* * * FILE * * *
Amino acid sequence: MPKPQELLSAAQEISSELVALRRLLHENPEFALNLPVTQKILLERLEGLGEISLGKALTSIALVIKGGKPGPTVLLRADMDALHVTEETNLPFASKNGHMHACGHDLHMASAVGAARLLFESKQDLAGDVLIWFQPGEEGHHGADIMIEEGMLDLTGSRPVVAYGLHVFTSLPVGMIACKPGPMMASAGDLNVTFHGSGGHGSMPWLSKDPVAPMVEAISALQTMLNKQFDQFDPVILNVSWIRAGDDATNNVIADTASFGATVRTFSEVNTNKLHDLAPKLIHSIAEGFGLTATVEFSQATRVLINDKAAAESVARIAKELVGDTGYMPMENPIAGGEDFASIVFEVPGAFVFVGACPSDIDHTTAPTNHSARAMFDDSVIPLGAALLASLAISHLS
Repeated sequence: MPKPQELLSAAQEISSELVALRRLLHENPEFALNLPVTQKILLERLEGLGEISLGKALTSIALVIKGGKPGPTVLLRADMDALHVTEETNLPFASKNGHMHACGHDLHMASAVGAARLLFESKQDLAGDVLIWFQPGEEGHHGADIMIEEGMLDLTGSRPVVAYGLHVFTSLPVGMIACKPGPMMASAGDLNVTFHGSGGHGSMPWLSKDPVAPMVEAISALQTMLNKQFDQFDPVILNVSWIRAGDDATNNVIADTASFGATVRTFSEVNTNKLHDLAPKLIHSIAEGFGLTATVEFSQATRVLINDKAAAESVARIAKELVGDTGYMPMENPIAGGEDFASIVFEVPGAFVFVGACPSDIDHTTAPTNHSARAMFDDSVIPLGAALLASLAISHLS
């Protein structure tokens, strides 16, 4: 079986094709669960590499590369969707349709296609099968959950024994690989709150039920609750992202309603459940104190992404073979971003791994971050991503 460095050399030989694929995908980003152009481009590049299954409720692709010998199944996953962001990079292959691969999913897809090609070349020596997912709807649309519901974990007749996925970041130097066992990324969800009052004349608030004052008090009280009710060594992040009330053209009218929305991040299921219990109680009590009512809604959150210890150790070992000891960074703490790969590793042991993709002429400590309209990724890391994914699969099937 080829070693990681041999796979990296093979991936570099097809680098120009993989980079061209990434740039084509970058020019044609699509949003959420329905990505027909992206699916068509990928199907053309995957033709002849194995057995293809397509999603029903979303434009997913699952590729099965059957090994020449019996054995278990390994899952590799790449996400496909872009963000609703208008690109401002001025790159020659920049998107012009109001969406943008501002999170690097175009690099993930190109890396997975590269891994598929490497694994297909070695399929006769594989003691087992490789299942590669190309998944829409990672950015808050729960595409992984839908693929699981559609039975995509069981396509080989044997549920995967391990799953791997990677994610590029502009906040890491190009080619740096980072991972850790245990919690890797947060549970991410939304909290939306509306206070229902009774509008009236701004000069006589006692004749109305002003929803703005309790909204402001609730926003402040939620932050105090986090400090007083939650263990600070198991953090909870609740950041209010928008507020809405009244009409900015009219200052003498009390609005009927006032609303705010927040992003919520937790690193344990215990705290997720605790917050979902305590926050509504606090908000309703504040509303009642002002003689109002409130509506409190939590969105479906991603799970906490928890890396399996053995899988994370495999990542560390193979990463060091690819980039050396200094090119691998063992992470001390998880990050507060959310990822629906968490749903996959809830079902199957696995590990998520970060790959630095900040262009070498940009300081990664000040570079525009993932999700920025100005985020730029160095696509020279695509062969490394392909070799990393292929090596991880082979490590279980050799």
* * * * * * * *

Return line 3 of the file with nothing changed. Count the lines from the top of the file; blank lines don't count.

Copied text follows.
């Protein structure tokens, strides 16, 4: 079986094709669960590499590369969707349709296609099968959950024994690989709150039920609750992202309603459940104190992404073979971003791994971050991503 460095050399030989694929995908980003152009481009590049299954409720692709010998199944996953962001990079292959691969999913897809090609070349020596997912709807649309519901974990007749996925970041130097066992990324969800009052004349608030004052008090009280009710060594992040009330053209009218929305991040299921219990109680009590009512809604959150210890150790070992000891960074703490790969590793042991993709002429400590309209990724890391994914699969099937 080829070693990681041999796979990296093979991936570099097809680098120009993989980079061209990434740039084509970058020019044609699509949003959420329905990505027909992206699916068509990928199907053309995957033709002849194995057995293809397509999603029903979303434009997913699952590729099965059957090994020449019996054995278990390994899952590799790449996400496909872009963000609703208008690109401002001025790159020659920049998107012009109001969406943008501002999170690097175009690099993930190109890396997975590269891994598929490497694994297909070695399929006769594989003691087992490789299942590669190309998944829409990672950015808050729960595409992984839908693929699981559609039975995509069981396509080989044997549920995967391990799953791997990677994610590029502009906040890491190009080619740096980072991972850790245990919690890797947060549970991410939304909290939306509306206070229902009774509008009236701004000069006589006692004749109305002003929803703005309790909204402001609730926003402040939620932050105090986090400090007083939650263990600070198991953090909870609740950041209010928008507020809405009244009409900015009219200052003498009390609005009927006032609303705010927040992003919520937790690193344990215990705290997720605790917050979902305590926050509504606090908000309703504040509303009642002002003689109002409130509506409190939590969105479906991603799970906490928890890396399996053995899988994370495999990542560390193979990463060091690819980039050396200094090119691998063992992470001390998880990050507060959310990822629906968490749903996959809830079902199957696995590990998520970060790959630095900040262009070498940009300081990664000040570079525009993932999700920025100005985020730029160095696509020279695509062969490394392909070799990393292929090596991880082979490590279980050799």